British motorcycle manufacturers - W

Last update April 23, 2001

Waddington  1902-06
Waddon-Ehrlich 1981-82. 250cc Rotax racer.
Wag 1924-25
Wakefield 1902
Wall 1909-16. Made Wall Autowheel, also produced ROC.
Wallis 1925-26. Hub-centre steering.
Ward 1915-16
Wardill 1924-26 (1926?) Unusual two-stroke.
Warland 1923
Warrior 1921-23
Warwick 1909-15. Made by PMC.
Wasp  Small British firm near Salisbury, specializing in custom sidecar competition motocross ('side-car-cross') and grass track bikes as well as a few enduro machines using Triumph and later Norton engines. Founded in 1963 by Robin Tutt.
Wassell Founded by WW2 pilot Ted Wassell of Birmingham as a wholesaler of motorcycle parts and accessories. Make a motocross machine powered by a 125cc Puch engine in 1970 and a trials bike with a 175cc BSA Bantam engine. Made an offroad bike with 125cc Sachs engine in 1972. After making more than 2,000 machines, high manufacturing costs and a falling American dollar made his bikes too expensive for the US market, so he closed production in 1975.
Watney 1922-23
Watsonian Sidecar manufacturer, started making its own motorcycle in 1950 using a 996cc sv V-twin JAP engine. Produced only a few before lack of interest closed the project and they returned to sidecars.
Waverley 1921-23
WD 1911-13 (1912-13?)
Wearwell 1901-06 (1901-03?)
Weatherell 1922-23
Weaver 1922-25. Made by Alfred Wiseman.
Wee McGregor 1922-25
Welland 1920-22. Made by Spartan.
Weller 1902-05. Cars and motorcycles.
Weslake British designer and engineer Harry Weslake started making advanced carburetors in the early 1920s under the name Wex (Weslake-Exeter).  He started working on improving Sunbeam engines in the late 1920s and developed several innovations for them, George Brough, Jaguar, Norton and others. He formed Weslake and Taylor in 1936 with Geoffrey Taylor. He expanded after WW2 as Weslake and Company to increased R&D and consulting for many firms, government agencies and racers, also designing and building new engines. The company also made engine conversions for the Rickmans. The first complete Weslake speedway machines were produced in 1977. Weslake died in 1978.
Westfield 1911-13 (1902-04?)
Westovian 1903 (1914-16?)
W&G 1927-28
Wheatcroft 1924
Whippet Name used by three firms. First made small-engined bikes 1903-06 with Aster and FM engines. Second made 180cc scooters from 1920-59. Third made small scooter-moped machines (46-64cc) from 1957-59.
Whirlwind 1901-03
White & Poppe 1902-22 Mostly made engines for other firms, but also made its own complete machines.
Whitley 1902-06 (1902-04?). Engines, some water-cooled, and some complete motorcycles.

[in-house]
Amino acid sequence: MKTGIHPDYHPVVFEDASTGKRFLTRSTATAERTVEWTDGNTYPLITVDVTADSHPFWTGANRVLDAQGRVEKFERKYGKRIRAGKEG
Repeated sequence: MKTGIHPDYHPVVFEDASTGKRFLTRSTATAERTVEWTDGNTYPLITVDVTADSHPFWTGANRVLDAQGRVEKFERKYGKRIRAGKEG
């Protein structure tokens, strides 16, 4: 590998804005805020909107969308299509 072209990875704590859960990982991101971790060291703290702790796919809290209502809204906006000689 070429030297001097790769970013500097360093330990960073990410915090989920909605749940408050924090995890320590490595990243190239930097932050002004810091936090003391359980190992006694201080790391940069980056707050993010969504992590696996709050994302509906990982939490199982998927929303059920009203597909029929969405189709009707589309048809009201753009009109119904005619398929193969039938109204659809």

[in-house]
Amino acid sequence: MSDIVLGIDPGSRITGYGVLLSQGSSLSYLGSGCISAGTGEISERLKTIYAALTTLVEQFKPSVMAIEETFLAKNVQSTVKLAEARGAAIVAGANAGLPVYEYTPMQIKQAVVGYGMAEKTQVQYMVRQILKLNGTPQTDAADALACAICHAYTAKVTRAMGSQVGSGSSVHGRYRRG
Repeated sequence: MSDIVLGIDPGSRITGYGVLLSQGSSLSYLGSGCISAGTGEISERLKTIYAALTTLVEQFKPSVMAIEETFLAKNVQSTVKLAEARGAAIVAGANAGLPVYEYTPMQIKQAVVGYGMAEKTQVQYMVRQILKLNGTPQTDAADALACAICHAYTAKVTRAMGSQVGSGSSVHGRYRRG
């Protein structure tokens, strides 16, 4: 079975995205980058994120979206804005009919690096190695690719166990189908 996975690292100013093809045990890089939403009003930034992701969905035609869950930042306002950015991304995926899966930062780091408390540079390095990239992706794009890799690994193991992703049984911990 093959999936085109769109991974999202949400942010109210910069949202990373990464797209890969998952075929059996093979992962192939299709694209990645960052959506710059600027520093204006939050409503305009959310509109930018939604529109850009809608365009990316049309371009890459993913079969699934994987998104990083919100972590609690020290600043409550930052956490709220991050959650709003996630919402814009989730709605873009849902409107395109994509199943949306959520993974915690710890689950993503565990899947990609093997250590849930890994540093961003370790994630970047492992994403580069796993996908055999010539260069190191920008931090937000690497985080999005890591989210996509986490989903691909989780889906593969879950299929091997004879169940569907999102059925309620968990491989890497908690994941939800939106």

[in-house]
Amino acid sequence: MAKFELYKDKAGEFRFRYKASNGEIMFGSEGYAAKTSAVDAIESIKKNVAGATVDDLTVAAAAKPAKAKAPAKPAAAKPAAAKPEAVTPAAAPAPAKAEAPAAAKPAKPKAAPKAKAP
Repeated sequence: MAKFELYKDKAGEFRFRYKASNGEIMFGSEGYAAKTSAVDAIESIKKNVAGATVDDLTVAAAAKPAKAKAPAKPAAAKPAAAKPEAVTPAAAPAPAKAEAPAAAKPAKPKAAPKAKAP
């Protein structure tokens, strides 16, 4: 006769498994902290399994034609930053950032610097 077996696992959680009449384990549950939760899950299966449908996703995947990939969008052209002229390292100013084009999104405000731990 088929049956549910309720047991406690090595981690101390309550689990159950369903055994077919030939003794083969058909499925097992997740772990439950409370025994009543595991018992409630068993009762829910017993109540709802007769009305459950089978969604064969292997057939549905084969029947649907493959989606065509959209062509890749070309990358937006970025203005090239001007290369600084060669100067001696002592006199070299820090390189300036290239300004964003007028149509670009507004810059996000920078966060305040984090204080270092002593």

Whitwood  Produced by the OEC company, they specialized in two-wheel cars, with two doors, folding hood and windscreen, offered first in 1934. They had four models with engines from 150 to 1000cc. two small outrigger stabilizing wheels kept the machine stable at rest. Despite some innovative designs, they stopped production in 1936.
Wigan-Barlow 1921-22. Coventry.
Wilbee 1902-06.
Wilkin 1920.
Wilkinson-Antoine 1903-06. Made in Belgium.
Wilkinson Sword company. Made motorcycles from 1903 until 1916, when they concentrated on, among other things, razor blades and garden tools. Made the TAC (Touring Auto Cycle) in 1909 and TMC (Touring Motor Cycle) in 1911, four-cylinder, air- and liquid-cooled, 676cc (later 848 and 996cc). The TAC was piloted by a steering wheel, like today's cars. Made a shaft-drive in-line four in 1909. Production was taken over by the Ogston Motor Company from 1914 to 1916.
Williamson 1912-20. Early machines had air/water cooled 996cc flat twin.
Willow 1920. Scooter.
Win 1910-14. Used Precision engines.
Winco 1920-22.
Wirral 1902-06
Witall 1919-23. Lightweights.
Wizard Later name for Fowler & Bingham machines, also FB Wizard.
Wolf Started making motorcycles as Wearwell Cycles in 1901. Production fluctuated on and off until 1931 when the company came back with two models, then made several models with Villiers engines until 1940, when production ceased.
Wooler Founded by John Wooler in 1911 (who designed his first bike in 1909, a two-stroke horizontal single with a double-ended piston). Known for unusual designs including several fore-and-aft twins, vertical camshaft single, transverse four beam engine and a transverse flat four. His first motorcycle was a 230cc two-stroke with front and rear plunger springs and a patented 'anti-vibratory' frame. The bike was made by Wilkinson from 1912 and marketed as Wilkinson-Wooler, raised to 344cc. Production halted during WW1 and resumed in 1919 with a new, advanced bike nicknamed the 'Flying Banana.' More re-designs followed with more innovations until 1930, when the Depression closed the company. Wooler returned in 1945 with a prototype 500cc transverse four. It was displayed at the Earls Court show in 1948 and again in 1951 and 1954. However, only half a dozen hand-built machines were ever made and the machine never materialized in production.
Wulfram 1912-28. Singles and V-twins made by Wolf.
Wynne 1919. Scooter.
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